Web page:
In a shift toward modernising recruitment processes, a new report from the Institute of Student Employers (ISE) reveals that the use of Artificial Intelligence (AI) by employers has tripled, marking a substantial increase in the adoption of technology to streamline hiring practices.
According to the ISE findings, nearly a third (28%) of employers are now leveraging AI in their recruitment processes, a significant jump from the 9 percent reported in 2022.
The ISE, whose members collectively recruit tens of thousands of graduates and apprentices annually, conducted a comprehensive study showcasing the diverse applications of AI within the hiring landscape.
One of the most prevalent uses of AI was identified in online psychometric assessments, demonstrating the technology’s versatility.
Additionally, employers reported using AI for pre-screening candidates, updating them on the application process, and analysing video interviews.
High volumes of candidates can be tackled
The adoption of AI comes as job applications skyrocketed to 86 per vacancy this year, a 23 percent increase from the previous year. Faced with managing these high volumes of candidates, employers expressed a need for quicker and more efficient recruitment processes.
The survey indicated that AI was perceived as a valuable tool, with 83 percent of employers reporting increased speed and efficiency. It also enabled the analysis of large volumes of data (64%) and automated repetitive tasks (59%). Furthermore, 17 percent of respondents found AI to be a cost-effective alternative to traditional hiring methods, and 8 percent believed it enhanced the likelihood of finding the best candidate for the job.
However, amidst the growing reliance on AI, 70 percent of employers expressed a preference for a more human-centric approach in the recruitment process. Concerns about the reliability of AI (63%) and the secure handling of data (33%) were cited as potential drawbacks.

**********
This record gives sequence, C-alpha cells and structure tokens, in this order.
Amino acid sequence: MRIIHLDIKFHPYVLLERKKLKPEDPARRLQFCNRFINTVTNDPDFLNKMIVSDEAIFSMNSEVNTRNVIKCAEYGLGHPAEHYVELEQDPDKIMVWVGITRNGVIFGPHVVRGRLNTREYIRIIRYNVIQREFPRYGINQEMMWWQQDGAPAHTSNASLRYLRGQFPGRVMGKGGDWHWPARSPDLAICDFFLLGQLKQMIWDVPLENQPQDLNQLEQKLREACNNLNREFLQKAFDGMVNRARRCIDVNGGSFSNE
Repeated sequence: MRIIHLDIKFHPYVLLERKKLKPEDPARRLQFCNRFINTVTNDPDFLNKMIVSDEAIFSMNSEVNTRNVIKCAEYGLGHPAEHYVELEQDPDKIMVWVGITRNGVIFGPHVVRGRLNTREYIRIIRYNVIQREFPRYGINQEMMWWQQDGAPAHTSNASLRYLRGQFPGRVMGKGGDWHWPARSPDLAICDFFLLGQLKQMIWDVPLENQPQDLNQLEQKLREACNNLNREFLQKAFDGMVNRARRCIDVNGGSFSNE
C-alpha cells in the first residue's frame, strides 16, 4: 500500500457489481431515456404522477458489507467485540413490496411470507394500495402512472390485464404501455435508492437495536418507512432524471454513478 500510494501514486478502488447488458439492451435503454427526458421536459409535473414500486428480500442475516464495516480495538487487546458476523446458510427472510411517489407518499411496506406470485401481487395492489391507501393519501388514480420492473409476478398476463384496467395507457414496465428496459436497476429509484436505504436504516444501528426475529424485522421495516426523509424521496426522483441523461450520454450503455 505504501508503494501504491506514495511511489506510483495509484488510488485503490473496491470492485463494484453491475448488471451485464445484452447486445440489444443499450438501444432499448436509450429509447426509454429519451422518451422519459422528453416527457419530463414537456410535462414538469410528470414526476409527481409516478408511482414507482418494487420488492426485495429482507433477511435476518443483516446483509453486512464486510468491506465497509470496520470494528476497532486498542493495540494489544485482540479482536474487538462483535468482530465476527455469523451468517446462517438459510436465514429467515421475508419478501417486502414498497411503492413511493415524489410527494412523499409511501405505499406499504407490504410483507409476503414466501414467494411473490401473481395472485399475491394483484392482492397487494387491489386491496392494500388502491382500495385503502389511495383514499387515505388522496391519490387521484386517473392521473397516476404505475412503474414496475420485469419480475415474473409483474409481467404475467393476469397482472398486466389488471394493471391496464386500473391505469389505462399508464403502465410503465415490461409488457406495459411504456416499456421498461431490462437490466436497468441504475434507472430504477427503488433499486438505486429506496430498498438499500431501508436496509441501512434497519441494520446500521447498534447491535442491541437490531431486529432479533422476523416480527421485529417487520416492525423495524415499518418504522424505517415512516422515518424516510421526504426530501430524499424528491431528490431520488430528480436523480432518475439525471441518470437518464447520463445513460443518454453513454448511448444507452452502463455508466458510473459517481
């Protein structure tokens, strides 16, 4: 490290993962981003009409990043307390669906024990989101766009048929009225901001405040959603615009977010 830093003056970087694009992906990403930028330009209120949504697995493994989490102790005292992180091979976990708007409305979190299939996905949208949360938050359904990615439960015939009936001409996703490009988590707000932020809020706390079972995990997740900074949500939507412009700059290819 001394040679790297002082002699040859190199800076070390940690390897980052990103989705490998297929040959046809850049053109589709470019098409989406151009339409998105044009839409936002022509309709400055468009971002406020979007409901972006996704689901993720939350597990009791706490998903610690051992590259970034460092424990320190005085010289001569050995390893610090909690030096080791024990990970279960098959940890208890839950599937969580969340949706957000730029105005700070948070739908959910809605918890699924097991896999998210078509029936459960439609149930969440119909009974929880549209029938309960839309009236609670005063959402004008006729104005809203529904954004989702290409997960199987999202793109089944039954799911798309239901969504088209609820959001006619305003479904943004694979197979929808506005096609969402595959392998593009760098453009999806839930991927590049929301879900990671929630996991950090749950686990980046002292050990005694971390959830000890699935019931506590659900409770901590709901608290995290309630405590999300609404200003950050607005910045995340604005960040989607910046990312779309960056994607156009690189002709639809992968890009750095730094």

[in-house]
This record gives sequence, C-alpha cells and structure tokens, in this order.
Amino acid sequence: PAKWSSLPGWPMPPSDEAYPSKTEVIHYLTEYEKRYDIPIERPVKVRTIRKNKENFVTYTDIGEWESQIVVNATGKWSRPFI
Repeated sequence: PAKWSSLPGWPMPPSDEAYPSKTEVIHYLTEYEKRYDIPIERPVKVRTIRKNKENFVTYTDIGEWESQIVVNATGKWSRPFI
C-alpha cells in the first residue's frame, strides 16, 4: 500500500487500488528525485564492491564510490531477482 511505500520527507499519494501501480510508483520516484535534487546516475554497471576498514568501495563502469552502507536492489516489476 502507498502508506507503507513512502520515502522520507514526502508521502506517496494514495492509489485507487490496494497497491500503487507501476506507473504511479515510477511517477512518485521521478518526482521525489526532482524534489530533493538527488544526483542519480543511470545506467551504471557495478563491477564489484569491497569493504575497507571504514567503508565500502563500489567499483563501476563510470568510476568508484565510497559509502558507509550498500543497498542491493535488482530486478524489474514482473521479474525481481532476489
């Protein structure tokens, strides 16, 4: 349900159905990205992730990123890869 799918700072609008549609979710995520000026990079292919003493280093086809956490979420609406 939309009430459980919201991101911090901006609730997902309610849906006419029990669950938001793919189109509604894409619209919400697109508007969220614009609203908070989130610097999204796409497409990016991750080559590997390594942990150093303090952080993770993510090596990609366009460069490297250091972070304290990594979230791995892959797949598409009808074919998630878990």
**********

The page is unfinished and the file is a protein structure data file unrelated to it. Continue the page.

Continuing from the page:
Speed and efficiency
According to Georgia Greer, Head of Insights at ISE, “AI is creating opportunities for employers to do things differently in a more effective way. With the rise in job applications, the increased speed and efficiency is particularly attractive. It should improve the candidate experience too.”
Greer acknowledges the ongoing debate among recruiters about the ethical implications of removing human interaction from the hiring process. “As AI evolves and improves, confidence will grow, and some of those concerns should fall away,” she added.
Despite the evident benefits, limitations in budget and resources, as well as a lack of capability to implement AI systems, were identified as the primary reasons preventing more widespread adoption.
Greer concluded, “From a candidate perspective, they may be asked to use tools like ChatGPT to answer questions and playback their experience at the interview. But, at the moment, AI is mainly being used to assess performance in the process, so it’s not something candidates will always be aware of or can prepare for.”
Amelia Brand is the Editor for HRreview. With a Master’s degree in Legal and Political Theory, her particular interests within HR include employment law, DE&I, wellbeing within the workplace. Prior to working with HRreview, Amelia was Sub-Editor of a magazine, and Editor of the Environmental Justice Project at the University College London, writing and overseeing articles into UCL’s weekly newsletter. Her previous academic work has focused on philosophy, politics and law, with a special focus on how artificial intelligence will feature in the future.